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Sports

Latest bans further taint track’s status

Tyson Gay said he “will take whatever punishment I get like a man.’’

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Tyson Gay said he “will take whatever punishment I get like a man.’’

Less than a month before the top track and field athletes gather for the World Championships in Moscow, the sport is, once again, reeling from high-profile positive drug tests.

Tyson Gay, the face of American men’s sprinting since 2006 and American record-holder in the 100 meters, admitted Sunday he had failed an out-of-competition test. Jamaican sprinters Asafa Powell, a former 100-meter world-record-holder, and Sherone Simpson, gold medalist in the women’s 4 x 100 at the 2004 Olympics, also made news Sunday for using banned substances. Fellow Jamaican Veronica Campbell-Brown, a two-time Olympic champion in the 200, was provisionally suspended last month for taking a banned diuretic.

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With some of the most successful sprinters in track and field history now out of the World Championships, the sport’s struggles to stay clean are obvious and draw comparisons with cycling. The cases of Gay, 30, Powell, 30, Simpson, 28, and Campbell-Brown, 31, also may represent a disturbing trend as aging stars fight physiology and try to stay on top.

The IAAF, track and field’s governing body, does not comment on pending cases, but noted that discovering violations of its anti-doping policy “enhanced, not diminished” its campaign against performance-enhancing drugs.

“The IAAF’s commitment to anti-doping in athletics is unwavering because we have an ethical obligation to the majority of athletes who believe in clean sport,” IAAF spokesman Nick Davies said in a statement. “The fact that we are able to detect and remove from the sport athletes who have breached our anti-doping rules should be seen in this context.”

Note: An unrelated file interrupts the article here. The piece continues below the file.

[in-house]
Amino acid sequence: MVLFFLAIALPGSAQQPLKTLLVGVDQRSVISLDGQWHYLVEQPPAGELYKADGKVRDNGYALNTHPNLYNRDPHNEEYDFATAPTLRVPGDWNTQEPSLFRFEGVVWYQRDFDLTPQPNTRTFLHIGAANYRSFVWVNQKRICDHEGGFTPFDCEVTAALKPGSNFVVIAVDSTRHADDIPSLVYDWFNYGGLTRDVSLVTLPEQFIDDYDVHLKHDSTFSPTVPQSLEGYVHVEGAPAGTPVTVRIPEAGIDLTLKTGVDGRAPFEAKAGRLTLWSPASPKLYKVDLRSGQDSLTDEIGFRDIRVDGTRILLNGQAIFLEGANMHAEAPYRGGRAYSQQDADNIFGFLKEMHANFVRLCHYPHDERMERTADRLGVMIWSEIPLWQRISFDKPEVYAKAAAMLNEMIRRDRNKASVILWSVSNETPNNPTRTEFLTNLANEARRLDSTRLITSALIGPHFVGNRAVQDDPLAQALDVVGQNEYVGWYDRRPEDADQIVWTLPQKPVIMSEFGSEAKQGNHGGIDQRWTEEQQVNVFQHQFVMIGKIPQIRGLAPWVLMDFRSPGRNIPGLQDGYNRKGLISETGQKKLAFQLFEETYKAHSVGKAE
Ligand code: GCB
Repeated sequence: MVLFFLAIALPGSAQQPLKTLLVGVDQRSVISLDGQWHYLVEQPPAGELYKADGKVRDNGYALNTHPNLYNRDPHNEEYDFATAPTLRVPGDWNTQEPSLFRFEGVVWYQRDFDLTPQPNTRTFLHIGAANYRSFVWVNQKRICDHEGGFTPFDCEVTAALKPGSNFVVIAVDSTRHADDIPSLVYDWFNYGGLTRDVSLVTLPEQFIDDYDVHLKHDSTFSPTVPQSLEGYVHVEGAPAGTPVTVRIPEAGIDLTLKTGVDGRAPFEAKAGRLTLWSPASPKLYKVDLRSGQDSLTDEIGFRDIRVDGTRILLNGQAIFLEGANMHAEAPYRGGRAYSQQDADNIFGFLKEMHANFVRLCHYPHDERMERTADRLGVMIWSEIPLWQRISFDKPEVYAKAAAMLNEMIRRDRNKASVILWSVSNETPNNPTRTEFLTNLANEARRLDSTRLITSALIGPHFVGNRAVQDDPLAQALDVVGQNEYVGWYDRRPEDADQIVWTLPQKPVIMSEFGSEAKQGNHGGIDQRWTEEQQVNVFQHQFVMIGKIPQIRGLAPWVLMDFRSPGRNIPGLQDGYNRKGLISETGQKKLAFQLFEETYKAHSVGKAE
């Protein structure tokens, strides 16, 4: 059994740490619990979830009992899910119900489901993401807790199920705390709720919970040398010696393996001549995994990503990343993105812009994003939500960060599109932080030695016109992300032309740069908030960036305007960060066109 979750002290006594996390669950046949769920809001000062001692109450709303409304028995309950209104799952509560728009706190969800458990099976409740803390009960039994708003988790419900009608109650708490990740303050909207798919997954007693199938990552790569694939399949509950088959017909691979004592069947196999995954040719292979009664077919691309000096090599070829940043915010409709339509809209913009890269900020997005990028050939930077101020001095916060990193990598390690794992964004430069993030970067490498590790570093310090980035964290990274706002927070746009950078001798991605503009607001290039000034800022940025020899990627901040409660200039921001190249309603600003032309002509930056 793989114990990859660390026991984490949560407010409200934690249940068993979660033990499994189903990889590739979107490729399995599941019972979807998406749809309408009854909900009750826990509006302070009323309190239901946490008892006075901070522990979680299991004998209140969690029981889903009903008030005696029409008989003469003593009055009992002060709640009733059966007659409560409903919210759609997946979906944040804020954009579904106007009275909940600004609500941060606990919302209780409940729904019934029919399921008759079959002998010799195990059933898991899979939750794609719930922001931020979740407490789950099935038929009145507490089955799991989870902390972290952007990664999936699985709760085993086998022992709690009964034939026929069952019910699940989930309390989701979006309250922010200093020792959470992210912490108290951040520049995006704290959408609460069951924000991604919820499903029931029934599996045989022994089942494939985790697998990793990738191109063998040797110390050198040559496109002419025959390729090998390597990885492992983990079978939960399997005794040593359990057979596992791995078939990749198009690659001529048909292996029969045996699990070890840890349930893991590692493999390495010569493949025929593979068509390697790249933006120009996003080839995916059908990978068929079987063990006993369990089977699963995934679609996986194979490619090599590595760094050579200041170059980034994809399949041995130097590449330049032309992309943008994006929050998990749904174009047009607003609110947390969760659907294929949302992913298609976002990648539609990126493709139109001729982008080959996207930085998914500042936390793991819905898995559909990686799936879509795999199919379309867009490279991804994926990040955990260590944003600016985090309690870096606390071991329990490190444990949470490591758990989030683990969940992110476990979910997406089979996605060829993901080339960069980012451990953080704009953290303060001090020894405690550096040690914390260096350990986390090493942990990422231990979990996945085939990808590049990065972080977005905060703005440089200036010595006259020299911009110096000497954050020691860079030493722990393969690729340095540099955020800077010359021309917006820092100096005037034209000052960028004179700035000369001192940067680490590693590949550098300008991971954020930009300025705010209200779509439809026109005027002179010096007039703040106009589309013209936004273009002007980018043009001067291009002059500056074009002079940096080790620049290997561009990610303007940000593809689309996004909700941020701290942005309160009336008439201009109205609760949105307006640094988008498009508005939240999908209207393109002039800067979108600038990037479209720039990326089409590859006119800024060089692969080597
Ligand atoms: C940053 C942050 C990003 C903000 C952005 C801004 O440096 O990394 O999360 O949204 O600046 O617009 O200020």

As soon as news broke of his positive test, Gay pulled out of the World Championships, which start Aug. 10. On Monday, adidas suspended its sponsorship of Gay. In a statement, the company said its athlete contracts make it clear that “the agreement shall be terminated by adidas if the athlete is found guilty of the possession or use of drugs or any other prohibited substance by the relevant governing sports body having jurisdiction over the athlete.”

While Gay will have his “B” sample tested, he sounds prepared for a lengthy suspension.

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“I don’t have a sabotage story,” said Gay, who tried to hold back sobs as he talked with the Associated Press. “I don’t have any lies. I don’t have anything to say to make this seem like it was a mistake or it was on USADA’s hands, someone playing games. I don’t have any of those stories. I basically put my trust in someone and I was let down.”

Gay did not identify the person he was referring to nor did he announce the substance that triggered the positive test, but he added: “I will take whatever punishment I get like a man. I do realize and respect what I put in my body and it is my responsibility. I’m going to be honest with USADA [the US Anti-Doping Agency] about everything, everybody I’ve been with, every supplement I’ve ever taken, every company I’ve ever dealt with, everything.”